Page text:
• Failed to communicate effectively enough.

Not every customer lost is a failure. People move out of the market, people lose the ability to pay, and people’s needs change.

Yet, if I look at my lost customers, the great majority represent a failure on some level. Read More

The Customer Conversation Logo

Monthly Mash: Customer Experience Tools and The Customer Conversation

Welcome to the Monthly Mash, a mashup of tools, tales and tips on customer service and the customer experience from around the blogosphere.

Volume 10: August 2012

Customer Experience Resource: The Customer Conversation

This month’s customer experience resource comes from none other than — well, us. The Customer Conversation is our newly-branded and formatted eNewsletter.

Our traffic here at Customers That Stick has shot up to new levels in the past few months — August traffic being almost triple that of June. And as the traffic has grown, so have the subscribers to our mailing list.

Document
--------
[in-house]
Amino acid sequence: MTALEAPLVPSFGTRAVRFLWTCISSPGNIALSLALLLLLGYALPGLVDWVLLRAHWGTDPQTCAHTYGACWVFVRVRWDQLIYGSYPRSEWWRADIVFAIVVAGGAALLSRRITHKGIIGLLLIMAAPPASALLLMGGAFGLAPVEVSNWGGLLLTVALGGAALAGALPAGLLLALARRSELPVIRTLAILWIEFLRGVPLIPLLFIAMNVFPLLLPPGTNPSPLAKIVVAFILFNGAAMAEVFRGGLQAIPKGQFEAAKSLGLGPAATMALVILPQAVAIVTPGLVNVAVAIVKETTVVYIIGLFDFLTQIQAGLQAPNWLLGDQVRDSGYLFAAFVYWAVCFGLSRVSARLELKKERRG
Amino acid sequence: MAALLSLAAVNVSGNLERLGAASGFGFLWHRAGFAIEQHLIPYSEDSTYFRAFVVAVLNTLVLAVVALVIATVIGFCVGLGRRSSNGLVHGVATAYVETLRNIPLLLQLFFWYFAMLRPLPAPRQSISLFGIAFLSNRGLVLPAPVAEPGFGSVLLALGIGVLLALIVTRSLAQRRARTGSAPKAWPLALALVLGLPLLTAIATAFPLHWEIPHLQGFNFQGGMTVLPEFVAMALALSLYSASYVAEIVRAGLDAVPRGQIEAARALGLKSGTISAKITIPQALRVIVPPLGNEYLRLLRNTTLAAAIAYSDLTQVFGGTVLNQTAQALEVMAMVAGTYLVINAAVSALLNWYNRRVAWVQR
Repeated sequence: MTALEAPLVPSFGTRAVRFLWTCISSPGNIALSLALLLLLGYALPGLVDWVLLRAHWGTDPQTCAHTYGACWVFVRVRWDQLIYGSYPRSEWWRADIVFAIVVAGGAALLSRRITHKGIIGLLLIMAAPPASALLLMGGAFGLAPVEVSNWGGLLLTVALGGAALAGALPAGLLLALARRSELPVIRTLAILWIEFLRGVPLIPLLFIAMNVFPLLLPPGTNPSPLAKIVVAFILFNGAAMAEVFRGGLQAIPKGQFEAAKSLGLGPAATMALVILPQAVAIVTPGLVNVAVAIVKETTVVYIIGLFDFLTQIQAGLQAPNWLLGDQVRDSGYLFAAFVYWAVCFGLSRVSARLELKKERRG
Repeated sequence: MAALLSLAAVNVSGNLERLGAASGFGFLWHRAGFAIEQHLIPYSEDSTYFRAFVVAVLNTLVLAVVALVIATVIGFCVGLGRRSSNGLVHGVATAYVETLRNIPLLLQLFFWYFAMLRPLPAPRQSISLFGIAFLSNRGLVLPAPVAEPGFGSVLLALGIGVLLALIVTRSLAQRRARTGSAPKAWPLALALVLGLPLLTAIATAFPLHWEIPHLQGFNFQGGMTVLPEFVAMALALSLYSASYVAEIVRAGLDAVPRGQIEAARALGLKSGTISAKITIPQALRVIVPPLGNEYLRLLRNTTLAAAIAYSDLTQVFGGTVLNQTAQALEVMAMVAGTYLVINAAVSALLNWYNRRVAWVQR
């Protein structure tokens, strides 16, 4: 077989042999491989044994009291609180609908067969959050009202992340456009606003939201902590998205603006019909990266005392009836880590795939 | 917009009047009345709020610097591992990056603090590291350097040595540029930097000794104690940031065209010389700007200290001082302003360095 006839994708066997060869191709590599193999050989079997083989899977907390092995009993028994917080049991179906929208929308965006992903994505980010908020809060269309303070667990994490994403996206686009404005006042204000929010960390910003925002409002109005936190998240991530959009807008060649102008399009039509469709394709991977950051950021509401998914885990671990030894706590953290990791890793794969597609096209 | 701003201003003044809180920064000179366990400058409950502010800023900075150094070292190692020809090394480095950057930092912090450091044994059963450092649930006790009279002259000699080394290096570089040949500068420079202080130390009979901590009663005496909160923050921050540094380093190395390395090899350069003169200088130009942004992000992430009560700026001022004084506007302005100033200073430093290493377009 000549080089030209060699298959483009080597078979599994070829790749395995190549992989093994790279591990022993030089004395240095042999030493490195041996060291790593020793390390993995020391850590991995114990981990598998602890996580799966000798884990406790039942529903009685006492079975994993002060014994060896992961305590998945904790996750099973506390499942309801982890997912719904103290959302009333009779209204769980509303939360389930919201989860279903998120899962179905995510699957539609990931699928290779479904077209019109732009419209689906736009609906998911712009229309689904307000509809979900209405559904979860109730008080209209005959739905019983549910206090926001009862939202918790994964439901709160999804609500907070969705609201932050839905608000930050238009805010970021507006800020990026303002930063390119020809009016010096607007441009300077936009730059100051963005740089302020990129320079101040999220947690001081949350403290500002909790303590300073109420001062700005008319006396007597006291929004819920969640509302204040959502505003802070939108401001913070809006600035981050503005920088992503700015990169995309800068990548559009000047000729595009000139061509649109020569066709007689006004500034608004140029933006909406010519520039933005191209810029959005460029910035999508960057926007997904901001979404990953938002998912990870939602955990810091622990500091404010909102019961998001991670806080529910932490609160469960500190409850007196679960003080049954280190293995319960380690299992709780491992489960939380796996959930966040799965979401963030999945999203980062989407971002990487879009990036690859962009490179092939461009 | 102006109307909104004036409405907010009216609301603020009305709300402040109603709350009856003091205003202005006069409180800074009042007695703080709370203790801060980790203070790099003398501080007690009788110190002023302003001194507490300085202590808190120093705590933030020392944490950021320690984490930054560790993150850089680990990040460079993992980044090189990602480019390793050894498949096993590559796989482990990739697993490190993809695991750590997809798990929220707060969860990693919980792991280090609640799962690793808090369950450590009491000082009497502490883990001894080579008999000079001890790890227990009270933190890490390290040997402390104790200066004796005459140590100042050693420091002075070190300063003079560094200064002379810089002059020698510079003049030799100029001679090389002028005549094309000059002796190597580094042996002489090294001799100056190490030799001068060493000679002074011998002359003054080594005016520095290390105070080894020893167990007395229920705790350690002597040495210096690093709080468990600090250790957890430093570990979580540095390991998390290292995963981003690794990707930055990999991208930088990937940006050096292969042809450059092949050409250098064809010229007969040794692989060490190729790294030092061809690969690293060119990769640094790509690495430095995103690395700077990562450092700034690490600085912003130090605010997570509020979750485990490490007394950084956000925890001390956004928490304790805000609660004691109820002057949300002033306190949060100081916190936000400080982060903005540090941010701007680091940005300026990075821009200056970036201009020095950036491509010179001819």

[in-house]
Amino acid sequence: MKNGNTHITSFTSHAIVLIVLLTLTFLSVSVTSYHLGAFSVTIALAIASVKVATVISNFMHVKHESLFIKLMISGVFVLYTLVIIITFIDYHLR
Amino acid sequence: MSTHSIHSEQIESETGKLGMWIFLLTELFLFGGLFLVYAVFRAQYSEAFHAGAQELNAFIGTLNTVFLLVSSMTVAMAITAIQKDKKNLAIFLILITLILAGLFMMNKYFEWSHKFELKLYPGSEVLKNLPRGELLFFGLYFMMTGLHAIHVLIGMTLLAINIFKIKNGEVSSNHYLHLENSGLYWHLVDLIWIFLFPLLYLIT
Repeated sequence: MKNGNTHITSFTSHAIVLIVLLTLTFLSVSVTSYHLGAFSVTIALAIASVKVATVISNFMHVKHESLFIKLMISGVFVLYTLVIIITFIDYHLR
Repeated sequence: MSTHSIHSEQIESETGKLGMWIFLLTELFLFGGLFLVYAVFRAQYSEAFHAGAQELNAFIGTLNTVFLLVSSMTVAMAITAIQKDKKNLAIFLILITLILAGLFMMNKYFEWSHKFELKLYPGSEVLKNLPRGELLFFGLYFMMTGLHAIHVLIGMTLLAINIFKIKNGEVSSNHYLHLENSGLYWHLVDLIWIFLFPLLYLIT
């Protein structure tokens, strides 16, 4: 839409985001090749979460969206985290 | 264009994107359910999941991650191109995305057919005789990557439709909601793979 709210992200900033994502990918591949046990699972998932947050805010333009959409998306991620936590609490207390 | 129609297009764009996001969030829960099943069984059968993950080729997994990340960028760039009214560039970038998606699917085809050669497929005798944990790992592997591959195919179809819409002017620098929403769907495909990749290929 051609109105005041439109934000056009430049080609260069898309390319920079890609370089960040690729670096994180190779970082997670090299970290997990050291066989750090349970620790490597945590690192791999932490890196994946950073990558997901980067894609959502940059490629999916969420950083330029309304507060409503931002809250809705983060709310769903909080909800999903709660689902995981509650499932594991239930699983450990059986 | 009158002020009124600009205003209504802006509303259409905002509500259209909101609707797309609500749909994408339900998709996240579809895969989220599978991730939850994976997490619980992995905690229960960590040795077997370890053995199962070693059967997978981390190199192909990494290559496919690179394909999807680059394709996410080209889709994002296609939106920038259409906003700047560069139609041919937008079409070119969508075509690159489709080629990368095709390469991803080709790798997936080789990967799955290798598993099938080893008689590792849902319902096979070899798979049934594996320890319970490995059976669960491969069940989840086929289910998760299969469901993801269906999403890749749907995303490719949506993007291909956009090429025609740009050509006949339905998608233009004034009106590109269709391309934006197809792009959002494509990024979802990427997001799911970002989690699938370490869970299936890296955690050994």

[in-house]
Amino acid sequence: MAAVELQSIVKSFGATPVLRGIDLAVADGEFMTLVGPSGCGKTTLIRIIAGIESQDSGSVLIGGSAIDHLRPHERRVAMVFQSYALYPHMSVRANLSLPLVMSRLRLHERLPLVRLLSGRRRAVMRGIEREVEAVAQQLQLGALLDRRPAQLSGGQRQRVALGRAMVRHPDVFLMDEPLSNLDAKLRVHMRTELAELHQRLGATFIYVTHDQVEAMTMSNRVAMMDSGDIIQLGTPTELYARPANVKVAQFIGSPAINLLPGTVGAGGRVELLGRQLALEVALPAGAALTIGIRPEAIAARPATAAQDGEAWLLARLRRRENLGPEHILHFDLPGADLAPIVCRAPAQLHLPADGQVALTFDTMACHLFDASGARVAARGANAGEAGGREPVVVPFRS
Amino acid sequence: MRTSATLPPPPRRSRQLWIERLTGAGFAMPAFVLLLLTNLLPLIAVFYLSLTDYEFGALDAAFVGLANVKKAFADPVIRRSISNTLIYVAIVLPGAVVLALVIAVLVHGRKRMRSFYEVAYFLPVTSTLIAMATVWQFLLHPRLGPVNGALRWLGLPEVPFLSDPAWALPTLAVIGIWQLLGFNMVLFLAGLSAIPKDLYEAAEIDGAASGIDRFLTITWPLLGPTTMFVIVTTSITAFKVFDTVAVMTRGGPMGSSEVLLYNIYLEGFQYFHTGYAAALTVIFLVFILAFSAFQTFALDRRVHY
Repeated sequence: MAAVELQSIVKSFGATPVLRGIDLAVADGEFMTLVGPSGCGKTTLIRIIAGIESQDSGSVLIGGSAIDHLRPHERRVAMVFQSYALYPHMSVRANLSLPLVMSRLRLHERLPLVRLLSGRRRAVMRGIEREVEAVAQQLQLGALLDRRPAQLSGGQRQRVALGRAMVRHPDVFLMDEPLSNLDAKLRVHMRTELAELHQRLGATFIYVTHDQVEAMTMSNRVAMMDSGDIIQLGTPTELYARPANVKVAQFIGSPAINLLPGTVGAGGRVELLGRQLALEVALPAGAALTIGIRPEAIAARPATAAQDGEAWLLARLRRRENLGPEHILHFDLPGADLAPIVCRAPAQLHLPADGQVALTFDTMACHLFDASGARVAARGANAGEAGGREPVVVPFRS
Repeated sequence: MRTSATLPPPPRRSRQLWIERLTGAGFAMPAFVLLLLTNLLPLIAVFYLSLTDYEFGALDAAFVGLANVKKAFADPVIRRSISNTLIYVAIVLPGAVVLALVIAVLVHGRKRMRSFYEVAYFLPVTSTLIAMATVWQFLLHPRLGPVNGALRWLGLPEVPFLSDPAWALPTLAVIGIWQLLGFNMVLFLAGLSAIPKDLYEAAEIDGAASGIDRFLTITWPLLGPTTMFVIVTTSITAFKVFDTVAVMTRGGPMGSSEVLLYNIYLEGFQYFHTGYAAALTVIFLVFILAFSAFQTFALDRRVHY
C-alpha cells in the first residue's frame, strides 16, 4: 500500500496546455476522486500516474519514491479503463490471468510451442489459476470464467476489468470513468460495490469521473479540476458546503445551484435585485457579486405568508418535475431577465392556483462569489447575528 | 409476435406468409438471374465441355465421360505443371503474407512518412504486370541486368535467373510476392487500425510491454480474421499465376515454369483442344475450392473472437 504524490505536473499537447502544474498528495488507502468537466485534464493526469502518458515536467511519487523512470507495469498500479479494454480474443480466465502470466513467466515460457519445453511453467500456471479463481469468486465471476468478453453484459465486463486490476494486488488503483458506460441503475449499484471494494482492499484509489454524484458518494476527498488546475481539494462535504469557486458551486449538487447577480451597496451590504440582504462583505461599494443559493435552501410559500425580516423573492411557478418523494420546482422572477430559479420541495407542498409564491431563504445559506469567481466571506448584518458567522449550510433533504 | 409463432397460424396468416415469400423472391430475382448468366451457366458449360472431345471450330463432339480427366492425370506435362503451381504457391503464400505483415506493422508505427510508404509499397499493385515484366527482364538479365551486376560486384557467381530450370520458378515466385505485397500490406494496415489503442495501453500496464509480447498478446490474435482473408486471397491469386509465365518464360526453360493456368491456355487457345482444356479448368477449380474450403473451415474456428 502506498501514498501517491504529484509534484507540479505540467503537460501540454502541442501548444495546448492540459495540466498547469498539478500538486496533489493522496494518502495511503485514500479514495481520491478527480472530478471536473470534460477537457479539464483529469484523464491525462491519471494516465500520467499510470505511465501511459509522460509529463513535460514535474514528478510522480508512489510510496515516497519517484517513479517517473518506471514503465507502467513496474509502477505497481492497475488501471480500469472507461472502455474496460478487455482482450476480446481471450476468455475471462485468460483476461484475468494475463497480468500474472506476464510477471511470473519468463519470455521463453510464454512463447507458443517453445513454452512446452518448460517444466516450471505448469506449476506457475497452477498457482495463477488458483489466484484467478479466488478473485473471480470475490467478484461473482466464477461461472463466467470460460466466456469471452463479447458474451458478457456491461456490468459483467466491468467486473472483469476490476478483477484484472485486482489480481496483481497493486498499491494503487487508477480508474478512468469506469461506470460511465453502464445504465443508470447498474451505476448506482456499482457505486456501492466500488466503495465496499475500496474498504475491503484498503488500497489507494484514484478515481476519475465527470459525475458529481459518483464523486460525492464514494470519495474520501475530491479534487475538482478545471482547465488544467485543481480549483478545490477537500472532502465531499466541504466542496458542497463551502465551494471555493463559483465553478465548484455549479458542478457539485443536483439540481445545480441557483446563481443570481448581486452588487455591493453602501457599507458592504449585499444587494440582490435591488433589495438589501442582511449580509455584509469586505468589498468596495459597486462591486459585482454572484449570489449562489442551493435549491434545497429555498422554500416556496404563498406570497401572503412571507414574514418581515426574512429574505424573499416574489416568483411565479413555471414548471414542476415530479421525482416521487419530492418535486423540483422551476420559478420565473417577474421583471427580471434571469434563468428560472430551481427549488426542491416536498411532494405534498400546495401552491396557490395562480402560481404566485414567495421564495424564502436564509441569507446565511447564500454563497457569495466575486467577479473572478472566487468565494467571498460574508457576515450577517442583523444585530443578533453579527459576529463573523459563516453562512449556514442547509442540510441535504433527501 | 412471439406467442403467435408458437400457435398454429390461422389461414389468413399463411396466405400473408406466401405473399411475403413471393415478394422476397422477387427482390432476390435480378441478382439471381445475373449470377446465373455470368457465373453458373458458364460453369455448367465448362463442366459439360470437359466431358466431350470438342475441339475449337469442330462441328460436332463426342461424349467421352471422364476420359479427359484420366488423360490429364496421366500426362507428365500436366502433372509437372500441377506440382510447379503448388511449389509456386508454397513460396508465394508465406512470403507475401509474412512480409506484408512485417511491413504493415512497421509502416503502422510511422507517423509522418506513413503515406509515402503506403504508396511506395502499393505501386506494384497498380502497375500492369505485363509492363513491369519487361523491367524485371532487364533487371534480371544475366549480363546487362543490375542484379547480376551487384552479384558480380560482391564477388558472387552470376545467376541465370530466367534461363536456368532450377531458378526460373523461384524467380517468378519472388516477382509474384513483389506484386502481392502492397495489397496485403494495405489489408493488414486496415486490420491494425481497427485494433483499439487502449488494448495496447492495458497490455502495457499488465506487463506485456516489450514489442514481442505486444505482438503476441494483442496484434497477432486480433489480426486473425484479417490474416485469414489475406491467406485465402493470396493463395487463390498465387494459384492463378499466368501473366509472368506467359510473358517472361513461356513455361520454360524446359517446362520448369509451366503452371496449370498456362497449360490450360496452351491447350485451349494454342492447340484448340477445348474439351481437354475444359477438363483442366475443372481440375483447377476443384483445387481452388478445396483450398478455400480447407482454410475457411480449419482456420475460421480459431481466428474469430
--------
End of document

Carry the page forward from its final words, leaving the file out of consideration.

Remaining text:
So, we have begun focusing more time and energy on creating quality content for our eNewsletter, and The Customer Conversation has been the outgrowth of that focus.

The Customer Conversation Logo

The Customer Conversation features a variety of exclusive content, with more being added each month. In addition to our new Monday Motivation series, we are also launching our full new eBook on September 24 entitled 7 Secret Customer Service Techniques Every Expert Knows! If you want a preview of the content, check out this post about secret customer service technique #6.

If you are interested in The Customer Conversation and our new eBook, please sign up via the form below. Of course, our list is NO SPAM. We will not sell or give out your information.